Renaissance architecture

[facade of San Zaccaria, Venice, Italy, c.1490] Also known as neo-classic. A transitional style, which originated in the 15th century in Italy and was copied nearly a century later by France, Germany, and Spain. It is characterized by finely wrought arabesques, strings and cornices of classic profile, delicate pilasters and pediments, and a great profusion of surface color and ornament. Among its exponents were Brunelleschi, da Vinci, and Cellini. Its finest examples are Saint Peter's and Saint John Lateran, Rome; and the Louvre, Paris.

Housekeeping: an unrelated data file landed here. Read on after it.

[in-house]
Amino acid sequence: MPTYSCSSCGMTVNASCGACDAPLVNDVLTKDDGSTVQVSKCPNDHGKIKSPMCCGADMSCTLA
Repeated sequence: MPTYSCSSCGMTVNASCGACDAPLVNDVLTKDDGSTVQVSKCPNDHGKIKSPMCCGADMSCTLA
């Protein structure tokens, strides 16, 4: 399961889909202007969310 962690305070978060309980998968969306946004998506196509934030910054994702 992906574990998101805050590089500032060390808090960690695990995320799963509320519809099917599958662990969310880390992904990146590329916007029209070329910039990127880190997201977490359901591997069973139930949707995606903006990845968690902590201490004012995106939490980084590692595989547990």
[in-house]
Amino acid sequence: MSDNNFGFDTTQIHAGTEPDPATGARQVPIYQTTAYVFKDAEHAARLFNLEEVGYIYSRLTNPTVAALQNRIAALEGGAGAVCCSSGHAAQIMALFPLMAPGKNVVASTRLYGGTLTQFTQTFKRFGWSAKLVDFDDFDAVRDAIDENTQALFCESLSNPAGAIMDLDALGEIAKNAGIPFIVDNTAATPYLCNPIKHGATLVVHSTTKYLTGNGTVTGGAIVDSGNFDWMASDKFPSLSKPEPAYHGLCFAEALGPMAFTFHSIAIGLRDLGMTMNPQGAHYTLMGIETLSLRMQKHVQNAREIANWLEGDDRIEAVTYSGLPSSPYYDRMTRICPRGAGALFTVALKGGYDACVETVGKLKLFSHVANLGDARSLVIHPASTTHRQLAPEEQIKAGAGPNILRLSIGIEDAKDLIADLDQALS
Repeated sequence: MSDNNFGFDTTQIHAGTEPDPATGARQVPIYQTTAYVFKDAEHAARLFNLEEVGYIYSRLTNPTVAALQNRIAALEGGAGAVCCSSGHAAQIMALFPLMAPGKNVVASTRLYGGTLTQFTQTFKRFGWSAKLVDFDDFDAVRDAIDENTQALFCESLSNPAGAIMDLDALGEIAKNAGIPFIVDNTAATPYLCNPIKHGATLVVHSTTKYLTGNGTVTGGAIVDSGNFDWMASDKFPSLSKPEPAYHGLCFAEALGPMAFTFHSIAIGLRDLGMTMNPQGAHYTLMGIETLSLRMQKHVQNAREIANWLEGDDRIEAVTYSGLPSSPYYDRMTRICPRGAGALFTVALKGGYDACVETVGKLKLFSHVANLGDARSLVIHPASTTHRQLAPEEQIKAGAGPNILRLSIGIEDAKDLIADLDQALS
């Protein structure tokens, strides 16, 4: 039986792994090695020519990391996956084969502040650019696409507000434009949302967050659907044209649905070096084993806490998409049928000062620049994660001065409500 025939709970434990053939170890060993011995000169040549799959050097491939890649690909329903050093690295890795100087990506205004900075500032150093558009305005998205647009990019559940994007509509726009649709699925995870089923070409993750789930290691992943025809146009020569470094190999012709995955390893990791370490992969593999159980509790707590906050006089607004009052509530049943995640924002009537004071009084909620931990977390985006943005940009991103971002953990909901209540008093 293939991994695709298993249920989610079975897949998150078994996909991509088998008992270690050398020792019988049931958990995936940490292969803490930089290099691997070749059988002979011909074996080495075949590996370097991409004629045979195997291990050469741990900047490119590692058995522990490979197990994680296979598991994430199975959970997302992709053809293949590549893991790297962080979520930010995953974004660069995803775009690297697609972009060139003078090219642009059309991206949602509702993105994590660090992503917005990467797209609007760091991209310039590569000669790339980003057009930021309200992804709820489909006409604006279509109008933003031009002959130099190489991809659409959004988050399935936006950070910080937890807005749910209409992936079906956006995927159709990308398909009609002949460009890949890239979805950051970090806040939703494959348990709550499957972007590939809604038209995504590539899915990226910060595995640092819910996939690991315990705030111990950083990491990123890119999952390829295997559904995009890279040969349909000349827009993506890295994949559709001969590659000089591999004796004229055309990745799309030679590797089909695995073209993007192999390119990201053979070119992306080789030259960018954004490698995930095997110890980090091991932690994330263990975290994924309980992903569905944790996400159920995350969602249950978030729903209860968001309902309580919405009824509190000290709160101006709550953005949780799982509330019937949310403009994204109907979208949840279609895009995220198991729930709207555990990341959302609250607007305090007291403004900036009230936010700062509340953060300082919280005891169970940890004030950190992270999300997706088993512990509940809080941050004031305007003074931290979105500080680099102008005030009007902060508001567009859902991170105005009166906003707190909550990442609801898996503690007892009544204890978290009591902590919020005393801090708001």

New Catholic Dictionary

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